In working through some e-mail that had piled up in my Inbox during the last few days, I came across yesterday’s “Best of the Web” feature from the Wall Street Journal. In it, James Taranto does his usual thorough and snarky job of poking some deserving sould in the eye — in this case, the school system (actually, its board and leaders) of San Francisco.
Read it yourself, here: “News from Nancy Pelosi’s District”.
In that section, Taranto contrasts the district’s choice to allow the JROTC to evaporate due to the usual complaints (the standard “anti-armed forces” sentiment and dislike of the military’s “discrimination” against homosexuals) with their choice to make Jimi Hendrix the new symbol of their school transformational plan, placing his picture not only on the cover, but also on every page of their 51-page manual, and on an included poster, and on the program tote bag.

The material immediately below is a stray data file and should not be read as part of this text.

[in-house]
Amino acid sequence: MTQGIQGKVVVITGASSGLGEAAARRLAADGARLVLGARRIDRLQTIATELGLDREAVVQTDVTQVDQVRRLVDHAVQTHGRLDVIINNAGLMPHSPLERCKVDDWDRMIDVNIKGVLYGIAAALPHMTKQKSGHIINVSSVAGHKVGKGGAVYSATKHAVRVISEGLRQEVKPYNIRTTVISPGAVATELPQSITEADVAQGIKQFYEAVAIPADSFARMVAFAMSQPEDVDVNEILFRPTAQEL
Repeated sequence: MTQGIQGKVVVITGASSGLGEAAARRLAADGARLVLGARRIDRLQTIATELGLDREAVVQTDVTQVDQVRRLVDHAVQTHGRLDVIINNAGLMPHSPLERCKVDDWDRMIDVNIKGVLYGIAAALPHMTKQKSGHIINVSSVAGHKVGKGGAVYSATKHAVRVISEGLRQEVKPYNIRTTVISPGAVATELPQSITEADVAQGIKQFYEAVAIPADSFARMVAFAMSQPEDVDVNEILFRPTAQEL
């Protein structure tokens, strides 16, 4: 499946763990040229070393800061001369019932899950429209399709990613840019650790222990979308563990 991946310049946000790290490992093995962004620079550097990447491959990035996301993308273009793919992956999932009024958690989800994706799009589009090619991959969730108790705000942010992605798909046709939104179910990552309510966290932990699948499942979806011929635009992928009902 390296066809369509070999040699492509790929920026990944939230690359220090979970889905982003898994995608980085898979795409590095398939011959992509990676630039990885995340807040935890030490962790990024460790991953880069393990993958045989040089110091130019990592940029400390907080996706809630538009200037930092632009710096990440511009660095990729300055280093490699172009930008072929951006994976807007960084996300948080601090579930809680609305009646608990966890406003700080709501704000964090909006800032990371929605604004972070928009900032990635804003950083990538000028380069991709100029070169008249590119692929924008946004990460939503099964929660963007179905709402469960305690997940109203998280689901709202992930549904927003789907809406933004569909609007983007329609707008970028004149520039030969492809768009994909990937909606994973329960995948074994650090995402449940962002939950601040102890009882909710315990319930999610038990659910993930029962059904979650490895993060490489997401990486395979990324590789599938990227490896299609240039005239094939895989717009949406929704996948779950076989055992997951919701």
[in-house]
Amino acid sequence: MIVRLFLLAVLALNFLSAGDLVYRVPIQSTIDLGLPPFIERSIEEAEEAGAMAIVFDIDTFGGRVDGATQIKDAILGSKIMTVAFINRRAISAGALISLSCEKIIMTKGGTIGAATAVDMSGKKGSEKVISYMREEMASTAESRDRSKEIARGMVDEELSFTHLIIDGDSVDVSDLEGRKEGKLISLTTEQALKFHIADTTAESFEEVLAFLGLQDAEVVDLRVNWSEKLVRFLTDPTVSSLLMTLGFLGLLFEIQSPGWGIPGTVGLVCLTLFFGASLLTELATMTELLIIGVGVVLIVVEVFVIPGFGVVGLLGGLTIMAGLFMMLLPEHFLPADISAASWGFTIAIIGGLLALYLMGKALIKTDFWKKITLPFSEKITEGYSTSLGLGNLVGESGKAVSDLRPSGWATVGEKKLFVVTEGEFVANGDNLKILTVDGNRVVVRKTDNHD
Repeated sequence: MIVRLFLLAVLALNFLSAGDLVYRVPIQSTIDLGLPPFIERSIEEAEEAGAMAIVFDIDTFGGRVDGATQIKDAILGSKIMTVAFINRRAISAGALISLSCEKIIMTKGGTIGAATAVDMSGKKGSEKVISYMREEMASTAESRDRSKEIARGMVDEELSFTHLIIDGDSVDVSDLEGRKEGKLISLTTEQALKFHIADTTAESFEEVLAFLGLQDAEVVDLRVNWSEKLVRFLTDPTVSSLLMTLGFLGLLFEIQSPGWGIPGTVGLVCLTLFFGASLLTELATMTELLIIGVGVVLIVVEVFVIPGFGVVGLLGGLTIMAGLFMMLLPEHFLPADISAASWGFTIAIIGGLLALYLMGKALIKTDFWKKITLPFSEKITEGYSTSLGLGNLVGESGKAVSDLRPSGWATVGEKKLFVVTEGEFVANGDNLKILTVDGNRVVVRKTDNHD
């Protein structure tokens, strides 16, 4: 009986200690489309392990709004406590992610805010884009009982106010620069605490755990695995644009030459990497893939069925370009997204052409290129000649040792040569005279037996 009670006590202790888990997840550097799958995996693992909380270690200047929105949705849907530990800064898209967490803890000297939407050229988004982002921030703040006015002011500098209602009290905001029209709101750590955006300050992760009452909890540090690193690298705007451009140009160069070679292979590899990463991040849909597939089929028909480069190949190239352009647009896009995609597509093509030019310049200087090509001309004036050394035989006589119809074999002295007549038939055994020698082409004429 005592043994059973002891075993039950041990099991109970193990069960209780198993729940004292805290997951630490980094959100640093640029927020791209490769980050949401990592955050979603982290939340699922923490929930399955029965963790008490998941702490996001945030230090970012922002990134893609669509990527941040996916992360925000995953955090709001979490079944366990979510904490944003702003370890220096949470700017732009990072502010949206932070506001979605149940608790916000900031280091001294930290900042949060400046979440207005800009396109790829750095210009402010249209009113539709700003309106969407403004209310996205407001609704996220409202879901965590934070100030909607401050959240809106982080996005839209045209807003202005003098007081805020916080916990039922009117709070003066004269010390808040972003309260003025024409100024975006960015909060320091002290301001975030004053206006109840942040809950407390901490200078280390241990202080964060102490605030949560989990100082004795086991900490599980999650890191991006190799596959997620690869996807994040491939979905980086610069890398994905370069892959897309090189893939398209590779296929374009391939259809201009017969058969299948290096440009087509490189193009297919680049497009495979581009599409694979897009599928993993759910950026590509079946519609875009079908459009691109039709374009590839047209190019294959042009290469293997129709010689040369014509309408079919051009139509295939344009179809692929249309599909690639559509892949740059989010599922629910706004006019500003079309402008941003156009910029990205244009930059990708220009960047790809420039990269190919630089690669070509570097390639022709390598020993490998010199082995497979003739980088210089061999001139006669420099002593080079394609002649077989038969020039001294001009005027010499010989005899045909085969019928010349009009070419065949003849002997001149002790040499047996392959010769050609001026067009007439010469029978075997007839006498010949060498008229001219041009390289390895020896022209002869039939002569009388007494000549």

Taranto’s summary of the situation?
“So in San Francisco, if you’re willing to risk your life for your country, you must be brainwashed. If you choke to death on your own vomit, you’re a role model.”
(In a follow up the next day, James Taranto points out that the anti-JROTC/pro-Hendrix combo is actually ironic, since Mr. Hendrix was, himself, supportive of military involvement in Vietnam at the time, disagreeing with the cause célèbre of many of those now condeming programs such as the JROTC.)
Now, while I can read about things like this and scratch my head at the obliviousness of some people, the fact is that a “counterculture” mentality has become, in a real sense, the norm. People like Jimi Hendrix are celebrated. Generally, no one (publically) agrees with his abuse of drugs and alcohol and his self-destruction before the age of 28. Yet, at the same time, many approve of the direction in which he and his contemporaries took our culture — the path that they established and on which we continue.
Is there anyone out there who thinks that a path forged by a drug addled mind might not be the best one to walk, or that the “freedom” he symbolized might–in actuality–not be freedom, at all? Or is such an idea impossible to see through all the purple haze?